Residents speak in support of transit systemAugust 23, 2013
By ALEXANDRA SONDEEN
Herald Staff Writer
HUNTINGBURG — Norb Olinger uses the Huntingburg Transit Authority each morning to visit Dairy Queen for a cup of coffee.
According to his wife, Judy, the van rides and his coffee time are important for his socialization as he suffers from dementia.
“Not only that, but it’s an hour and a half that I can sit down at the drawing board or the computer and get some real good work done,” she said. “It’s really a great service. It’s a great ministry, frankly, because the people who run it are not only professional at their job, but they are also caregivers. And they’re very honestly caring.”
Mrs. Olinger was among about 20 people who attended the Huntingburg Common Council meeting Thursday in support of the transit service. They included drivers, riders and family members of riders. Seven of the people spoke, calling the vans a vital community service, before the council approved an annual resolution to apply for federal funding for the transportation service.
City office manager and transit Director Sue Tooley, who invited the speakers to the meeting, said she thought the council would appreciate hearing from the van users themselves.
“I really think you need to see the service side of it,” she said. “You’ve heard the numbers side. You heard the report during the budget (hearing).”
Bill Powell of Ferdinand spoke for his elderly parents, Jack and Jean Powell of Huntingburg, who have been married 69 years. Jack says he “is sneaking up on” 92. Jean is 86.
“Their marriage is based on togetherness, all the time, but the last few years were difficult,” Bill Powell said said.
His mother had two hip surgeries over the last three years and spent her recovery time at The Waters of Huntingburg.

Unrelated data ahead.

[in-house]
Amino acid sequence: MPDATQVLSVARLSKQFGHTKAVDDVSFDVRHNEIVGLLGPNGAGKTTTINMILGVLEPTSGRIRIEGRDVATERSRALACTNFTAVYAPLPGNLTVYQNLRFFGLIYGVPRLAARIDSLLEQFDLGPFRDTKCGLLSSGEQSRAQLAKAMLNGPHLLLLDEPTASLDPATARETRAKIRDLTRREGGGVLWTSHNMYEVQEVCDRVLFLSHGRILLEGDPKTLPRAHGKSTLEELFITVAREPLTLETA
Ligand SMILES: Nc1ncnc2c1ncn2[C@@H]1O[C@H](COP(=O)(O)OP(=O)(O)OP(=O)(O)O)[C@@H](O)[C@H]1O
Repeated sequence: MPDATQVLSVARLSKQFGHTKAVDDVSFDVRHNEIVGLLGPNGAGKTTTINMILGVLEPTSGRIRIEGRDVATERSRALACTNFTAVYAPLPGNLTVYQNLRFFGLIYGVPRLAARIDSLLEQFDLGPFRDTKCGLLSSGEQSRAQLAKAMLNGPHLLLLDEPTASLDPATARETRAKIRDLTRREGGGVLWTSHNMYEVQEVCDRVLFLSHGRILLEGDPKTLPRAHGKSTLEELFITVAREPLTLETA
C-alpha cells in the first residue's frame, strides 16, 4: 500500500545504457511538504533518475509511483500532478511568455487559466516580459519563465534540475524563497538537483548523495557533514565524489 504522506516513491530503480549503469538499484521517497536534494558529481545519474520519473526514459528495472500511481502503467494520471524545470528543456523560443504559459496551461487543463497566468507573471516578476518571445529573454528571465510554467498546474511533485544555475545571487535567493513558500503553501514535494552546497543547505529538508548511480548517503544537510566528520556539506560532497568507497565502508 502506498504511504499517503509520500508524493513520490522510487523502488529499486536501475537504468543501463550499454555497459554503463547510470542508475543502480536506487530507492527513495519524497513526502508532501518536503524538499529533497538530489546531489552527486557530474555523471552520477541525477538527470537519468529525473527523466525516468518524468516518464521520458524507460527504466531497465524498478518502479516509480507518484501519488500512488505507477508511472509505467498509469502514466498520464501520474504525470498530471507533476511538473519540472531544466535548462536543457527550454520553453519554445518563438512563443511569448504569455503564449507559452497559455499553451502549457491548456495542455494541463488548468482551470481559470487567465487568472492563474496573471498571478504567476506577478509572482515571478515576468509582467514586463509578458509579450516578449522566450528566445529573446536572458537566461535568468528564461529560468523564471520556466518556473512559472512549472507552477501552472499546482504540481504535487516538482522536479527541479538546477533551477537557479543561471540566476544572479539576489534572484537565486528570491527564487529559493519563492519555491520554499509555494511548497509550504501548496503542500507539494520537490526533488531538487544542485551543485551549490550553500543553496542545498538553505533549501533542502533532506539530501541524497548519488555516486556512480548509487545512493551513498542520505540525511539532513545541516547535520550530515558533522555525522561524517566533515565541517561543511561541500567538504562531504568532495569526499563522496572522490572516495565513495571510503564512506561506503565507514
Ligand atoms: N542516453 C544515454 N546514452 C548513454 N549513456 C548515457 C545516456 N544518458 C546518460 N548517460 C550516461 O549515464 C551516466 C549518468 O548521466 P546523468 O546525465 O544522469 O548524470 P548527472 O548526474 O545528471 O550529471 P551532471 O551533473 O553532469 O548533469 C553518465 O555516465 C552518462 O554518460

“That forced them to be apart,” he said. “I’m very thankful I was able to call up to City Hall and go ahead and buy tickets for dad to ride” from his home on State Road 64 to visit his wife each day for lunch.
City resident Randy Mullen, an amputee in a wheelchair, said he uses the vans almost every day to get around town.
“That transit van, I don’t know what I’d do without it,” he said. “I use it Monday through Friday and have been using it for about six years.”
In 2012, the transit service provided 19,268 rides. From 2009 through 2012, the service tallied 57,641 rides. Another 5,338 rides have been counted through July of this year.
The service received $42,724 in federal money last year, with the state chipping in an additional $13,206. The city spent another $50,553 to fill the gap. This year the service has received $39,887 in federal dollars and $18,261 in state funds. The total funding the city will contribute won’t be known until the end of the year, depending on what expenses arise.
Tooley said the city expects to receive$45,532 in federal funding for 2014 and a similar amount of state funding as received in 2013.
Mayor Denny Spinner commended Tooley and the transit staff for their caring and dedicated service.
“It’s more than just a service,” he said. “It’s a lifeblood for our community, a way for people to maintain connections and friendships. It goes beyond just pulling up and driving somebody someplace.”
Contact Alexandra Sondeen at email@example.com.
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